WITH the popular Jacques Delors out of the race for the French presidency, the Socialists have lost their ``supreme savior.''
His party, which dropped to 14 percent of the French vote in the June elections for the European Parliament, is now in the market for a new candidate. But no leftist politician comes close to the 62 percent approval rating of the veteran European Commission president, known as Mr. Europe.
His withdrawal now appears to ensure a win for the rightist Rally for the Republic party (RPR), which would end 14 years of Socialist control of the presidency under Francois Mitterrand, who is retiring.
The right had divided in August when Paris Mayor Jacques Chirac entered the race against fellow RPR leader Prime Minister Edouard Balladur. But with Mr. Delors out of the race, Mr. Chirac can focus on battling the prime minister without competition from the left.
The pullout of ``Mr. Europe'' may, however, ultimately preserve his most cherished ideal, European unity, from attack on the right.
During his 10 years as president of the European Commission, Delors incarnated the ideal of European unity and close Franco-German ties. The Frenchman's close association with German Chancellor Helmut Kohl had made him Germany's candidate.
In a hard-fought national campaign, French Euroskeptics could have made this point a hot-button election issue, insisting that closer European unity will sacrifice French interests to German economic power. Without Delors as candidate, discussion on integration may be less polarized.
But EU critics immediately interpreted his withdrawal as a signal that European unity has lost support altogether.
``Mr. Delors's analysis supports that of the National Front: In France there is no longer a majority for the European and nationalist ideas that he incarnates,'' said Bruno Megret, director of the presidential campaign of National Front leader Jean-Marie Le Pen.
Some analysts counter that a clear debate on Europe is necessary as France assumes the EU presidency next month. ``If Delors had been a candidate, the elections would have been about Europe,'' says Philippe Moreau Defarges of the French Institute of International Relations. ``The absence of a clear debate on Europe unity creates real difficulties in the year France is to take over leadership of the European Union. In the long run, that's bad for Europe.''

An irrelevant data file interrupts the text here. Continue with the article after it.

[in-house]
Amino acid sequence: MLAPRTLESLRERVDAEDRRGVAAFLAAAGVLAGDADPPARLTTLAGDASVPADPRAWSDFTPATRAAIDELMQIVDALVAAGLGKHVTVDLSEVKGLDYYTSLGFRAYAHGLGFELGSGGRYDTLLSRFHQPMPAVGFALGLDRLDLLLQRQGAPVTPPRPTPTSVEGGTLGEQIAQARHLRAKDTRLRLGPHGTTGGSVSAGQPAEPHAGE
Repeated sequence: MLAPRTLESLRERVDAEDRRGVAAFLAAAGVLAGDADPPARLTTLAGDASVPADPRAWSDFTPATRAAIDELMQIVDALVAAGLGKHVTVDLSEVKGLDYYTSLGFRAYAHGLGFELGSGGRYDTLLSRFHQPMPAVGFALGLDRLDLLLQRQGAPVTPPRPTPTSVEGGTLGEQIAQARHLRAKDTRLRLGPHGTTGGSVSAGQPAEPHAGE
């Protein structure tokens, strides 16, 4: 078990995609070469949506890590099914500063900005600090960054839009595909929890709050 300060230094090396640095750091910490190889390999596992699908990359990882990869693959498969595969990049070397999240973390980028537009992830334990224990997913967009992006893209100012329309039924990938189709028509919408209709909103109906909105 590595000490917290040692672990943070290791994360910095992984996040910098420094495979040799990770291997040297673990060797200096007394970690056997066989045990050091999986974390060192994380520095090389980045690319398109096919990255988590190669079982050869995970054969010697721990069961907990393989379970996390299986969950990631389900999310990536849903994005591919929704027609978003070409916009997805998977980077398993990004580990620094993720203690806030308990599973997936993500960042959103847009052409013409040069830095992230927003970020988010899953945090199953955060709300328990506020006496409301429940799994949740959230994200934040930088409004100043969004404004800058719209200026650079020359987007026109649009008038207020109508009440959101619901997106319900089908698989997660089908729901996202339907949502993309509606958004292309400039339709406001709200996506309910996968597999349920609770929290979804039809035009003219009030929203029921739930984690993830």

In announcing his decision not to run, Delors dismissed suggestions that he was effectively sinking chances for the French left in May 1995 presidential elections.
``Ever since 1969, the French left has had a candidate make it through to the second round of presidential elections,'' he said. ``If the Socialists and the Radicals agree on a candidate [this year], he will win a place in Round 2.''
But agreement on such a wonder-candidate seems remote. ``I didn't want to lie to the French people,'' Mr. Delors said in a televised statement. ``Had I been elected, I wouldn't have had a majority to govern.'' He added, quoting a line from the Socialist anthem: ``There are no supreme saviors.''
But Socialist Party spokesman Jean Glavany did not hide his disappointment. ``We totally respect his personal reason [age]; but cannot accept his political rationale. All presidents of the Republic face the same issue: how to transform a personal majority into a governing majority,'' he said yesterday.
The party will meet in special session to designate a new candidate by mid-January, he added.
Public opinion is nudging a new face up through the ranks on the left. A poll this month published in Figaro Magazine listed Delors's daughter, Martine Aubry, as the No. 3 personality on the left that the public most wanted to see play an important role in the months and years to come, behind Delors and former Culture Minister Jack Lang.
Her father's decision to step aside leaves the way clear for a presidential bid of her own - if not next year, then seven or 14 hence. Her comments at last month's Socialist Congress struck home with a party that has seen 10 Socialist ministers or former ministers caught up in corruption allegations.
``Politics is always to serve and never to be suspected of serving oneself.... Ethics in politics is simply to do what one says,'' she said to an ovation.
Socialist activist Yves Baunay watched Delors's television interview. ``I had doubts about the Delors candidacy,'' he said. ``I thought he had organized everything, including the suspense. But this just leaves a void.''